MORE FRINGE FIRSTS
Back to awards now, and The Scotsman has dished out another batch of its Fringe First awards for new plays at the Festival. And the second batch goes to two Traverse shows – 'Daffodils (A Play With Songs)' and Mark Thomas's 'The Red Shed'; and three Summerhall shows – 'Faslane', 'Us / Them' and 'Two Man Show'; plus 'Fabric' at Underbelly and 'Tank' at the Pleasance.

AN AMUSED MOOSE
Comedy awards now, and the Amused Moose Comedy Awards took place at theSpace @ Symposium Hall last weekend. The overall winner was Larry Dean (pictured above) while Neal Portenza was runner up. The other finalists were: Eric Lampaert, Flo & Joan, James Loveridge, John Robertson, Laura Lexx, Pippa Evans, Sleeping Trees and Tom Ballard.
Three to see at the Edinburgh Festival tomorrow...

Jerry Finnegan's Sister | C nova | 12.00pm (pictured)
Three recommendations from the theatre programme today, kicking off with this C show. "The plot could have been lifted straight from a John Hughes movie, but it's none the worse for that", notes our reviewer. "A feel-good comedy with genuine heart". So go feel good.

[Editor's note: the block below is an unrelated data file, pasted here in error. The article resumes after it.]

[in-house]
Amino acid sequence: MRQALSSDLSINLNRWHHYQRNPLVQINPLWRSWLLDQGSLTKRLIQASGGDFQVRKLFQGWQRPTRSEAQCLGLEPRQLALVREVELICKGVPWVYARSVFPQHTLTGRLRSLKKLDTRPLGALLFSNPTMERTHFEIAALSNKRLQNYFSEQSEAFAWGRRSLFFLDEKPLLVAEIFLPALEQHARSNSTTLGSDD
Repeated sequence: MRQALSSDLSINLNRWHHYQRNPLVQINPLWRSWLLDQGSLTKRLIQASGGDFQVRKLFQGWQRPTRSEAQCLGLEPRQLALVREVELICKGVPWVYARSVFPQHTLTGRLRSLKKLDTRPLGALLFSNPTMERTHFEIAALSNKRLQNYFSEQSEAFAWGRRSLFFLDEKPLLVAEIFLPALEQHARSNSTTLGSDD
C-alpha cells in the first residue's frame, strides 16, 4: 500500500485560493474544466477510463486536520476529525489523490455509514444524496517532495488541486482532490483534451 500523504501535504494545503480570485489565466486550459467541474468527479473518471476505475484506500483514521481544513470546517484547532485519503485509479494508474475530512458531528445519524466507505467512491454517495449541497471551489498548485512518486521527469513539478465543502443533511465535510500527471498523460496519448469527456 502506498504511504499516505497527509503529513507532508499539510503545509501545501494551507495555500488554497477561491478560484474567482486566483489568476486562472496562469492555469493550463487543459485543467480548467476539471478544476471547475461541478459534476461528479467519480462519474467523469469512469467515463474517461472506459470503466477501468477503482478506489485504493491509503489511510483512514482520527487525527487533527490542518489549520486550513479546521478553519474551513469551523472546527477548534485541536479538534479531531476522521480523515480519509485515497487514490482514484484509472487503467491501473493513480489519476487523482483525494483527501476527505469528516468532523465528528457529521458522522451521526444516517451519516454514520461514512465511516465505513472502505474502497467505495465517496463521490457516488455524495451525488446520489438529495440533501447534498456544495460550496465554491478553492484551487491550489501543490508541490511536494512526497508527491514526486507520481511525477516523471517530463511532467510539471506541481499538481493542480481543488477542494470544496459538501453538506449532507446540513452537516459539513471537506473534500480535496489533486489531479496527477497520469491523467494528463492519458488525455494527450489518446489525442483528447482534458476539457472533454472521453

Revolt. She Said. Revolt Again. | Traverse Theatre | 4.15pm
Next, one at the Traverse. "What stands between us and changing the way things are? This is exactly what Alice Birch looks at" in this show, reports our reviewer. It's "a frank exploration of the constraints of being a modern woman, and what would happen if we rebelled against them".

A Good Clean Heart | Underbelly Cowgate | 6.00pm
And finally, a play in both English and Welsh, though with surtitles throughout, so don't worry. "The use of the two languages helps emphasise the rift in the courses of two brothers' lives" says our reviewer. Want more? "The best play I have seen at this or any other Fringe".
WEEK TWO ISSUE OF THE THREEWEEKS MAGAZINE IS OUT NOW - DOWNLOAD OR PICK UP YOUR COPY

The Week Two edition of the ThreeWeeks magazine is out now! Pick up your copy from a Fringe venue of your choice.